Soil changes after afforestation in Yellow River loess : a case study in Gansu Province, People's Republic of China Public Deposited

http://ir.library.oregonstate.edu/concern/graduate_thesis_or_dissertations/cr56n410k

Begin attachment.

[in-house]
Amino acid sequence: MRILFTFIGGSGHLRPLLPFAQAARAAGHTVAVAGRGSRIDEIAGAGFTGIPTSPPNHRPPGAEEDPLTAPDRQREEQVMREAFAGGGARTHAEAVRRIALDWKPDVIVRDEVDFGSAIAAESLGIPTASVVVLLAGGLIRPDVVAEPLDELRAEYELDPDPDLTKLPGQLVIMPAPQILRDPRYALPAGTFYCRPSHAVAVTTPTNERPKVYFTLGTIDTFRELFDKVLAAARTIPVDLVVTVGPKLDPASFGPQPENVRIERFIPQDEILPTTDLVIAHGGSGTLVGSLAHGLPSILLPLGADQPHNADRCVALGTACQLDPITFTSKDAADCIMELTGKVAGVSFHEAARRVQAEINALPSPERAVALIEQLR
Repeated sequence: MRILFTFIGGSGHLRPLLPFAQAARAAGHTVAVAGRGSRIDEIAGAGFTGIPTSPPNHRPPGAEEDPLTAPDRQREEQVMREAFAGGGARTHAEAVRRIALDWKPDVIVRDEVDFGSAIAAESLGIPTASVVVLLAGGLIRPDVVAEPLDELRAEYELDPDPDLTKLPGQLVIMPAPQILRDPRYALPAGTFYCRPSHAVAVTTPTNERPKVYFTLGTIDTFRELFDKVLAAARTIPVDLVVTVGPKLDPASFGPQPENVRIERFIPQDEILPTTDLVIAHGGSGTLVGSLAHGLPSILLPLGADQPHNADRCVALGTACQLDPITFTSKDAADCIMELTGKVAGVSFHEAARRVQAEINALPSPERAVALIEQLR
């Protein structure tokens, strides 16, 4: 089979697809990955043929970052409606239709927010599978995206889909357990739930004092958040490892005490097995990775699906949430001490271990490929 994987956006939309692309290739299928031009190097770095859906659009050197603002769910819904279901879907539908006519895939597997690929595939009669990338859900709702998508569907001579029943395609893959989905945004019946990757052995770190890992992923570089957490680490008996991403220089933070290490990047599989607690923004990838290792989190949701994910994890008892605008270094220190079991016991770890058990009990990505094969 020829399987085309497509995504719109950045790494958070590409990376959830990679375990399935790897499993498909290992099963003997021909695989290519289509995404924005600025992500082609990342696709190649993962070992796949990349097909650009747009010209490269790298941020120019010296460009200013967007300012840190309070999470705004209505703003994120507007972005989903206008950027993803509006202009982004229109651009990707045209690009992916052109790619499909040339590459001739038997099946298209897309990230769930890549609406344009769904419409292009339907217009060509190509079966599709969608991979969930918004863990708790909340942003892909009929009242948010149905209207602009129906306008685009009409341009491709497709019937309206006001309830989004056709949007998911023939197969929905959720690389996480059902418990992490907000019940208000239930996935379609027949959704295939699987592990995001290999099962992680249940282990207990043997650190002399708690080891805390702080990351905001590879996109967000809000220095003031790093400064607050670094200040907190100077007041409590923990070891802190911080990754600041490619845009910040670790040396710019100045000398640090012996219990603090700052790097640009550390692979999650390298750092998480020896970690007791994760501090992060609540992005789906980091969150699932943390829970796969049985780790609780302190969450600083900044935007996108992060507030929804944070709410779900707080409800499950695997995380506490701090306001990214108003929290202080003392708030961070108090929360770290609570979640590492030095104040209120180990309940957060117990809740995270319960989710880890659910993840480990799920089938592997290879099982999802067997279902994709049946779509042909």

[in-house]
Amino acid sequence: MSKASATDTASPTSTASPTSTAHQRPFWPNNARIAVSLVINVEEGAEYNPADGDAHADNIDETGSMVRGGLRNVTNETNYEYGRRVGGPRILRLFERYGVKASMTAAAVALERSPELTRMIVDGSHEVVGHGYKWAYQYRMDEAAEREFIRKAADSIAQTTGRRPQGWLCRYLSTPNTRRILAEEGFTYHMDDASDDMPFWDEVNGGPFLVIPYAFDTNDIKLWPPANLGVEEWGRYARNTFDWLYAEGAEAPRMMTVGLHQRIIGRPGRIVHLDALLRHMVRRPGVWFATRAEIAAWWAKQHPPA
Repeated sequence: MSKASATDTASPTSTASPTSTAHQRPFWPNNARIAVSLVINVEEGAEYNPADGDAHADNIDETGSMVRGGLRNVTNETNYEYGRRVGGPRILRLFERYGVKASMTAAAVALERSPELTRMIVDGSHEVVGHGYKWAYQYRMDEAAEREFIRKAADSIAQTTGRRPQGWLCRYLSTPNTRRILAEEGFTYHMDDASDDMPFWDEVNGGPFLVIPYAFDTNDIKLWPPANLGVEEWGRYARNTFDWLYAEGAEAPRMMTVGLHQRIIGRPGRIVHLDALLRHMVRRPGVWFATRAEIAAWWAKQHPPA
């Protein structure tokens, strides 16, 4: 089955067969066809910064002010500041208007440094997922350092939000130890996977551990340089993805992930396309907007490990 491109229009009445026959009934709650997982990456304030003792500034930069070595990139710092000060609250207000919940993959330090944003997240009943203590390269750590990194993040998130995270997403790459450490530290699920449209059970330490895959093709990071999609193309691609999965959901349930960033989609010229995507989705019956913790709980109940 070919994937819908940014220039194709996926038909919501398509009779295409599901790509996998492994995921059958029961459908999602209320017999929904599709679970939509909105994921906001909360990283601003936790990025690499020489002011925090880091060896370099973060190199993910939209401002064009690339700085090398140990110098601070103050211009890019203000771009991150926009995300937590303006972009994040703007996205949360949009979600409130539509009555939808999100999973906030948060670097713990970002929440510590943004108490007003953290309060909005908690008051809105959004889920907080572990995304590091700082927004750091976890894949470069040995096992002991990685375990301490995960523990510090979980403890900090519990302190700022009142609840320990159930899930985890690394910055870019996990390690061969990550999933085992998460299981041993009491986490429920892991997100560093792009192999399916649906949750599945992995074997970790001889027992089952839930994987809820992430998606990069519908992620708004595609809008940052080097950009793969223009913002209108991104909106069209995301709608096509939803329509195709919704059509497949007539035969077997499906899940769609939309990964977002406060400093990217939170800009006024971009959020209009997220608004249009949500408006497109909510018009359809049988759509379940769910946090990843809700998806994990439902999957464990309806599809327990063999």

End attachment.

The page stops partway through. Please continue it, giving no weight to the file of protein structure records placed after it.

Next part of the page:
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  • Widespread erosion of the Yellow River loess plateau has led to serious soil and water conservation problems for north central China. In the DingXi District of Gansu Province, with less than 400 mm annual precipitation, terraced plantations for timber, fuel, or fodder form part of a large scale afforestation project to meet local needs as well as conservation goals. To determine changes in the calcareous (pH 8.5-9.5) loess soil due to plantations, 14 and 24 year old stands of Pinus tabulaeformis Carr. were compared to an adjacent 26 year old stand of the shrubby legume Caraana microphylla (Pall.) Lam. and to unterraced pasture and new unplanted terraces. The 24 year old pine plot had significantly less soil nitrogen and organic carbon than the pasture or legume plots, but had higher pH than the legume plot. The nitrogen-fixing legume maintained soil nitrogen and organic carbon levels equivalent to the pasture, and had lower pH and bulk density in the upper horizons. Other nutrients showed no significant differences due to plantations. Nutrient depletion under pure P. tabulaeformis plantations may limit future growth under these conditions. The shrubby legume can improve soil fertility while providing fuel and fodder in pure or mixed stands. Results from this case study suggest that the site loses significant amounts of nitrogen from terraced plantations. Hypotheses are developed linking the alkaline and calcareous properties of the soil to loss of nitrogen made available by enhanced decomposition and mineralization of native organic matter. Weeding and cultivation (to conserve soil moisture) and gleaning for fuel and fodder which removes ground vegetation and litter from the site may also affect the nitrogen cycle by lowering uptake, retention, and inputs.
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